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Why Search Marketers Are Grabbing the Long Tail

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Many marketers approach SEO by targeting the keywords in their industries with the largest monthly search volumes, but they often neglect the "long-tail" or low volume keywords, which when combined with multiple keywords can total, or exceed, the volume of the one desirable search term, according to a study by Conductor

For example, search volumes for multiple keywords in the auto insurance industry total that of the hyper-competitive "auto insurance" query, as shown in the table below:


Focusing on multiple, less competitive search terms can generate as many visits as a single, more competitive head (short-tail) term. 

In addition, Conductor's findings support the two-pronged SEO strategy of capturing low-hanging fruit by optimizing long-tail terms, while using a long-term strategy of gradually moving up the search rankings for higher volume, more competitive head terms.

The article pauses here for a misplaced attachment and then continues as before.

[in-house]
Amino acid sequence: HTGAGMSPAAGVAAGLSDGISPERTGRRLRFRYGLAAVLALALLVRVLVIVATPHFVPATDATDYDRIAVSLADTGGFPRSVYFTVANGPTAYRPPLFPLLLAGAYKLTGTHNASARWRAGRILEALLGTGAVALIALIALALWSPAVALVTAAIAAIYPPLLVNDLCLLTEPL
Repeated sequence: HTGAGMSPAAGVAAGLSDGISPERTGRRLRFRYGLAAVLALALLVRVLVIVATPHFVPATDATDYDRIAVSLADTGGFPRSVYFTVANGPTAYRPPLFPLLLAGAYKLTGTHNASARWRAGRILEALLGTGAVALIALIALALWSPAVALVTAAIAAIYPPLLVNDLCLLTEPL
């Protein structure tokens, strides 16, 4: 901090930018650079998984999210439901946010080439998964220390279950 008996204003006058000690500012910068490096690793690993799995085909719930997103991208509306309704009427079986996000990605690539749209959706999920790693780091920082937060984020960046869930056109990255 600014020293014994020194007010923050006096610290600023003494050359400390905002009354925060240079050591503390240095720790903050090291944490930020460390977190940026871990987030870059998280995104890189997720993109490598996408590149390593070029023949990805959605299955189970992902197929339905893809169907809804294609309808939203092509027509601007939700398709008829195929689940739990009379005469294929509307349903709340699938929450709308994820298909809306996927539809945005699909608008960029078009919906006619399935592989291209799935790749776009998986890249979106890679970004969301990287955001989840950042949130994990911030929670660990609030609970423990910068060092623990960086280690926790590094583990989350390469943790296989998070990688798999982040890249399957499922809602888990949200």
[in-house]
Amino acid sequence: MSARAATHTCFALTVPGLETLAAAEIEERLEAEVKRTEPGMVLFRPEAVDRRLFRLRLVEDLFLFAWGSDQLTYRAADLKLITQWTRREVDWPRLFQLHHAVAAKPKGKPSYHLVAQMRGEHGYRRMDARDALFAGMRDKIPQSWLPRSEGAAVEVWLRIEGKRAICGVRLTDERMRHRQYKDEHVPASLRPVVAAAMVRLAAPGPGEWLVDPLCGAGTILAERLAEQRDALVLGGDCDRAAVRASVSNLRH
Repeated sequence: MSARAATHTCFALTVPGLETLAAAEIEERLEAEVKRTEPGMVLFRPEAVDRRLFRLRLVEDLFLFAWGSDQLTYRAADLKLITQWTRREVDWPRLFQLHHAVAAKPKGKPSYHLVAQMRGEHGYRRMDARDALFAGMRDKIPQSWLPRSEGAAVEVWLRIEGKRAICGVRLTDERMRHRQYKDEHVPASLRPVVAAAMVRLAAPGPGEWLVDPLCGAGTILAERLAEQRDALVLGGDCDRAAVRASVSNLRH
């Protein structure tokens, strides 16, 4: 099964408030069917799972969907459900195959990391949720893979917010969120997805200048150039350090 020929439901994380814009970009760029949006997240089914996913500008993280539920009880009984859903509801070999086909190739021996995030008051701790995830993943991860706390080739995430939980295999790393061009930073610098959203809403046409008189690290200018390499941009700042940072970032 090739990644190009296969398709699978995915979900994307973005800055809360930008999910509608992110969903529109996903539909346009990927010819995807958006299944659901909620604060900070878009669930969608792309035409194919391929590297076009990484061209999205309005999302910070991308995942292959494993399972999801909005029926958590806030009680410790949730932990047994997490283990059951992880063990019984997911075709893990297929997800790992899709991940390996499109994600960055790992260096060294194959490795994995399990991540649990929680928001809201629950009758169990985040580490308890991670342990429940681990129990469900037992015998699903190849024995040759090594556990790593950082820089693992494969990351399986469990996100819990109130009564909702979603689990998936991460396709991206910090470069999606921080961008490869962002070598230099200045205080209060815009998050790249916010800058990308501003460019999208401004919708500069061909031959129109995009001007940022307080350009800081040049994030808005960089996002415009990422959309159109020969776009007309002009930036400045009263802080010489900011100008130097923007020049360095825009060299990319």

Below, other findings from Conductor's study, titled "The Long Tail of Search: Why the Fastest Path to More Traffic Might Not Be Where You are Looking."

On-Page Optimization and the Long Tail

On-page optimization, the practice of optimizing on-page elements to emphasize the keyword for which a brand wants to rank, is central to moving keywords up search rankings, Conductor points out.

Moreover, among the tactics in the search marketer's toolbox, on-page optimization often has the most immediate impact on keyword visibility, according to Conductor. That's particularly so for long-tail terms because there is less competition for them in the marketplace.

To understand the benefits of on-page optimization for long-tail queries, Conductor first established a baseline of search ranking lift resulting from on-page optimization activities for all keyword types.